This article courtesy of Engineering.com.
Performing the role of HR manager in an engineering business and running my own marketing business for the process industry, I have experienced the pain of trying to find the right person for a vacancy.
As an engineering graduate, you might think you are at a disadvantage due to lack of “real life” experience. However, many descriptions of dissertations and theses can be tailored to bring out their real-life value and the relevant skills you have developed while pursuing them. Experience isn’t everything, and even if it is, it might still be worth a try! Read on to find out why…
Top Tip 1 – Know the Target Company
Researching the target company is the most important thing any candidate can bring to the interview table. Get to know and understand the company’s values, mission, strategic direction, and overriding goals and objectives.
Tailor your CV to demonstrate that you know the company and understand the job description. Relate your dissertation to the company’s activities, link your aspirations to the company’s strategic direction and align your interests with the company’s opportunities.
Top Tip 2 – Think Outside the Box
The most common problem I see with engineering graduates is a CV lacking in substance because they don’t think they have anything to talk about that’s relevant to the role.
Rather than leaving a gaping hole in your CV, where previous job descriptions would usually go, why not focus more on the modules you have studied on your degree, masters, or Ph.D. course? Explain the reasons why you enjoyed the module you did and why your personality/work ethic made you excel at them (of course, these modules will be coincidentally relevant to the job you are applying for…)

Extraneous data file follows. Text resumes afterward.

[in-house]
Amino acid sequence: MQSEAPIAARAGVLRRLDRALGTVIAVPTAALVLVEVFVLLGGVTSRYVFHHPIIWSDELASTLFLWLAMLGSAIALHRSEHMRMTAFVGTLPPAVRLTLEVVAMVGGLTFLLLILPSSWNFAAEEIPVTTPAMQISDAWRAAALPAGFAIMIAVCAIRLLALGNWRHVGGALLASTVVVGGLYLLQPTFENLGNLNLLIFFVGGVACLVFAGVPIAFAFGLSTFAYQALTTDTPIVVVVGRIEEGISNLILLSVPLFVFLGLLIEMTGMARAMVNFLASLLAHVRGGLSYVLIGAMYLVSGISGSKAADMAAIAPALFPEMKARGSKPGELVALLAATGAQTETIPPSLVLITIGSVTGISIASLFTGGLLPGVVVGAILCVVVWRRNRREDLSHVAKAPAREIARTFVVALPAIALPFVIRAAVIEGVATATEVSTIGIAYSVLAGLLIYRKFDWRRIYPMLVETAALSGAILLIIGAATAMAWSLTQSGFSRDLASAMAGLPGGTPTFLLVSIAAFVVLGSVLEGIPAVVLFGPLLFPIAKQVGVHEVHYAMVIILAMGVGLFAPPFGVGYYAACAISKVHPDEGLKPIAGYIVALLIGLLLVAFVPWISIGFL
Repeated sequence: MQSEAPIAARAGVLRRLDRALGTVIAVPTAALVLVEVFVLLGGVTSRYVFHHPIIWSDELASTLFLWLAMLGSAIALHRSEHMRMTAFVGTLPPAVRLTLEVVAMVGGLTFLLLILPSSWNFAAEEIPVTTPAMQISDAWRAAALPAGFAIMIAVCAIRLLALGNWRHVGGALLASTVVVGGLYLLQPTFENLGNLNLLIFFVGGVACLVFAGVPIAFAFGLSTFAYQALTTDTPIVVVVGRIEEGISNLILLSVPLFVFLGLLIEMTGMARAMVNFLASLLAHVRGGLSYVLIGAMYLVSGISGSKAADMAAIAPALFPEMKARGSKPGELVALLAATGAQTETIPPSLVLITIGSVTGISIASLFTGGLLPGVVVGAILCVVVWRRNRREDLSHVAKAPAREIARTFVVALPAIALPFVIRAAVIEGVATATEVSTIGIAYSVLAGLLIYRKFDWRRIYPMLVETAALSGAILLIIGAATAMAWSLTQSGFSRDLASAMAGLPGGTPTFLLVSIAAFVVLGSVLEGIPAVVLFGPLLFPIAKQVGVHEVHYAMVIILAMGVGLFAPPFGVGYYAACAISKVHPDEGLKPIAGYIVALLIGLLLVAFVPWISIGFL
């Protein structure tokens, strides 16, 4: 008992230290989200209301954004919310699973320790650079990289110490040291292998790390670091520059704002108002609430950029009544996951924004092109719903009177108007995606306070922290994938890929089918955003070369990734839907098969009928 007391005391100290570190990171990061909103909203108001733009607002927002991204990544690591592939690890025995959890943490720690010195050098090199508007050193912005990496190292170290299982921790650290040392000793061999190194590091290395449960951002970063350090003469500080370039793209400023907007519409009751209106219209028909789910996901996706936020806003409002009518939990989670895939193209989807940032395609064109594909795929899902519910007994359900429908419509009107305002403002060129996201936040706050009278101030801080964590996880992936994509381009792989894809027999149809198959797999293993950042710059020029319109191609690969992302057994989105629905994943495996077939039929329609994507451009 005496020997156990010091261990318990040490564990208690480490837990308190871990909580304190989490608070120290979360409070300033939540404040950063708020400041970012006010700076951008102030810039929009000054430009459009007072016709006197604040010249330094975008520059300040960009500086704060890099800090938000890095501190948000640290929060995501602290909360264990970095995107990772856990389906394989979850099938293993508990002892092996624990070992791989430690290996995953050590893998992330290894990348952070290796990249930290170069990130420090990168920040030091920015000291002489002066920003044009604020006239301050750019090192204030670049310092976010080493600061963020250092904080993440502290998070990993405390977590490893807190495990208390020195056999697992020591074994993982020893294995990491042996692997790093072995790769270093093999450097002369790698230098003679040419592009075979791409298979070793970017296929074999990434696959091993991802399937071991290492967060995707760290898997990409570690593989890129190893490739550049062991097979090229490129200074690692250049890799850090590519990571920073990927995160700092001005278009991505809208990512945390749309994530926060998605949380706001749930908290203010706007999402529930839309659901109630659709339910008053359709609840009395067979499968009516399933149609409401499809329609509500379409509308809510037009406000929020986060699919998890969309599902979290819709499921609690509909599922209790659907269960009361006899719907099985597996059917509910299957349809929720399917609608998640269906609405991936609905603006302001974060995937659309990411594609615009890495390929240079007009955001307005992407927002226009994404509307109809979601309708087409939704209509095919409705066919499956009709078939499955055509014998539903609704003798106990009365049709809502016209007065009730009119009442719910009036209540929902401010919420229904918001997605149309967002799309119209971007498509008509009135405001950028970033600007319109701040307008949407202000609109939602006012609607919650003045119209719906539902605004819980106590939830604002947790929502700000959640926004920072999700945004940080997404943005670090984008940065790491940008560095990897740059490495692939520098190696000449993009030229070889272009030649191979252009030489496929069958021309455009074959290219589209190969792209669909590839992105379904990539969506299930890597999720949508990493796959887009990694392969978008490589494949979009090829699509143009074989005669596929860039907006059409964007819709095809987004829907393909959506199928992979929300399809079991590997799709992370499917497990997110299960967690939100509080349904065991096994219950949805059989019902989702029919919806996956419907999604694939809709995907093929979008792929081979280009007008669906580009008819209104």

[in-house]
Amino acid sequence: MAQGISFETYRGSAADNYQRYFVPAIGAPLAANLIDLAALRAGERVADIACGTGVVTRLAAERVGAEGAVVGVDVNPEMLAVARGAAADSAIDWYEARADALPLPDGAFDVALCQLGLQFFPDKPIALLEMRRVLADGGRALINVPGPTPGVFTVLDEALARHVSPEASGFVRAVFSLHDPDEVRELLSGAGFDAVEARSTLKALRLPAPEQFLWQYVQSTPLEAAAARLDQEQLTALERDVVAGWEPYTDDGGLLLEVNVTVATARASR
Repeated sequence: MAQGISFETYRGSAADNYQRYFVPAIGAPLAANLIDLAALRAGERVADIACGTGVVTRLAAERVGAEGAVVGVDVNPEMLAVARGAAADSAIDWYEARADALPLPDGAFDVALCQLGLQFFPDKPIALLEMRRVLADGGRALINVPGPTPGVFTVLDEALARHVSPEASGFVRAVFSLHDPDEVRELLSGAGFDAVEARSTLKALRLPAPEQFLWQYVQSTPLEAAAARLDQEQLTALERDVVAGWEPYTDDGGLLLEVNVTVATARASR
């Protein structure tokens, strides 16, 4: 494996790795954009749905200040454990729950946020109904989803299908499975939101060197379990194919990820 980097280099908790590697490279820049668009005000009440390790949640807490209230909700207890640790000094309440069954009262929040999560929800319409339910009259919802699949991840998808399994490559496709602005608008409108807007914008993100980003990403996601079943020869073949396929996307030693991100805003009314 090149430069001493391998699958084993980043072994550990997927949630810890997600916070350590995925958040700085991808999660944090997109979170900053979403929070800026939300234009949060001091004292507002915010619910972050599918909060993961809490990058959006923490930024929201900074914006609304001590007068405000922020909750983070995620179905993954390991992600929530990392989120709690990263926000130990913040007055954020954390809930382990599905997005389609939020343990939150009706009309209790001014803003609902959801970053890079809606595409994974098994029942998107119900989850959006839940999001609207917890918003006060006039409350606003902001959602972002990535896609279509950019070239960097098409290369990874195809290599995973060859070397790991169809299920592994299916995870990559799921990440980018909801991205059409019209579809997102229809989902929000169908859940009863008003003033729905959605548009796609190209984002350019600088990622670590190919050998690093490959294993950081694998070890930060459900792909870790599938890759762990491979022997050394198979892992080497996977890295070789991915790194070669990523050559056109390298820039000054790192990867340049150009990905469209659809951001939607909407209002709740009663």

Top Tip 3 – If You Don’t Ask, You Don’t Get!
Even if the role you are applying for does require real-life experience as an essential element, most organizations are likely to have a place for you – especially if you make yourself a “no-brainer.” Most forward-thinking organizations are desperate to recruit new engineers and develop them through the ranks.
I once received a CV from a graduate who applied for an experienced role. He explained that although he doesn’t have the experience, he would love to join the company on minimum wage and learn for a year. He felt that he would then gain the necessary skills to reapply for the job advertised. This commitment and hunger for personal development won him a job; he remains our highest performing (and best paid!) engineer to this date.
As a graduate, you are often seen as a “blank slate” that can be easily molded into a company’s culture, processes, and policies. Use this to your advantage – this is the one time in your entire career where your CV can be written solely to appeal to a particular company.
Top Tip 4 – Give the Employer a Compelling Reason to Read On…
Most CVs are two to three pages in length. A potential employer will, on a first scan, take 10 seconds to look at your CV; it is during this first scan you need to give him or her a compelling reason to read on. Use the first paragraph to clearly and concisely explain why your CV is worth reading, demonstrating exactly how you intend to contribute to the organization.
Good luck getting those engineering jobs!
Rachel Wilson is Operations Director at Process Industry Forum – an online technical resource for the process industry. In that role, she writes for a wide spectrum of professionals, from graduates, to design and maintenance engineers, to marketing and sales professionals.